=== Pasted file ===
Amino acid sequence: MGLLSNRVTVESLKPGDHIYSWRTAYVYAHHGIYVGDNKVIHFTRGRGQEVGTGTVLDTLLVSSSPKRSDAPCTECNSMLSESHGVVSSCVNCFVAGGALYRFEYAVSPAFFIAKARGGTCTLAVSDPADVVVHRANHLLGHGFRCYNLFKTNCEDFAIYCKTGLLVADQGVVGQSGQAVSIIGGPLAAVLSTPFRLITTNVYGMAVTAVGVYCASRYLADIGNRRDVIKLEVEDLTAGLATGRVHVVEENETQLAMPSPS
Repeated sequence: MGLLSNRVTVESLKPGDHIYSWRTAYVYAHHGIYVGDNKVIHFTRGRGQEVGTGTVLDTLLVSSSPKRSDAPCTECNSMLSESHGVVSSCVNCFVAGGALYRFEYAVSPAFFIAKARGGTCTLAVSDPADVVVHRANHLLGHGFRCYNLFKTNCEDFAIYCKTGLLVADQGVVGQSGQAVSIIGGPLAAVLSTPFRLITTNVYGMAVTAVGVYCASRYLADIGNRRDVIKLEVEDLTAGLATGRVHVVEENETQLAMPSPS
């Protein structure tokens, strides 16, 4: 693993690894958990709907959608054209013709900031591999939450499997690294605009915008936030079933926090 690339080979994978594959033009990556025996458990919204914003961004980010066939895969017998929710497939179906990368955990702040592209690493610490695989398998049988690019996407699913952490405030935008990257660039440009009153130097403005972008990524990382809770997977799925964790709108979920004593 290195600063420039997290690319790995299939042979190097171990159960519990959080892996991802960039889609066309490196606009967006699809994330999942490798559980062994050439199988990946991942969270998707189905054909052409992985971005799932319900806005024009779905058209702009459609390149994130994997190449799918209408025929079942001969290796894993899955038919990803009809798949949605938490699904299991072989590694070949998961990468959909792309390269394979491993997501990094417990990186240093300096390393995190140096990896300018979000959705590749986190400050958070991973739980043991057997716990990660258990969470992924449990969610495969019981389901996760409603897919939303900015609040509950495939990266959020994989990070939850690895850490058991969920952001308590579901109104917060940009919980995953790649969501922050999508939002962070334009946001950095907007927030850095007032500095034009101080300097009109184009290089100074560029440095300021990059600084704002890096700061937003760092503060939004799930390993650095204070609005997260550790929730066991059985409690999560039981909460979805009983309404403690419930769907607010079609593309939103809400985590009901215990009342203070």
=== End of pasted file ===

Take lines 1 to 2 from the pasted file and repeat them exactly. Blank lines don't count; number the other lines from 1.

Amino acid sequence: MGLLSNRVTVESLKPGDHIYSWRTAYVYAHHGIYVGDNKVIHFTRGRGQEVGTGTVLDTLLVSSSPKRSDAPCTECNSMLSESHGVVSSCVNCFVAGGALYRFEYAVSPAFFIAKARGGTCTLAVSDPADVVVHRANHLLGHGFRCYNLFKTNCEDFAIYCKTGLLVADQGVVGQSGQAVSIIGGPLAAVLSTPFRLITTNVYGMAVTAVGVYCASRYLADIGNRRDVIKLEVEDLTAGLATGRVHVVEENETQLAMPSPS
Repeated sequence: MGLLSNRVTVESLKPGDHIYSWRTAYVYAHHGIYVGDNKVIHFTRGRGQEVGTGTVLDTLLVSSSPKRSDAPCTECNSMLSESHGVVSSCVNCFVAGGALYRFEYAVSPAFFIAKARGGTCTLAVSDPADVVVHRANHLLGHGFRCYNLFKTNCEDFAIYCKTGLLVADQGVVGQSGQAVSIIGGPLAAVLSTPFRLITTNVYGMAVTAVGVYCASRYLADIGNRRDVIKLEVEDLTAGLATGRVHVVEENETQLAMPSPS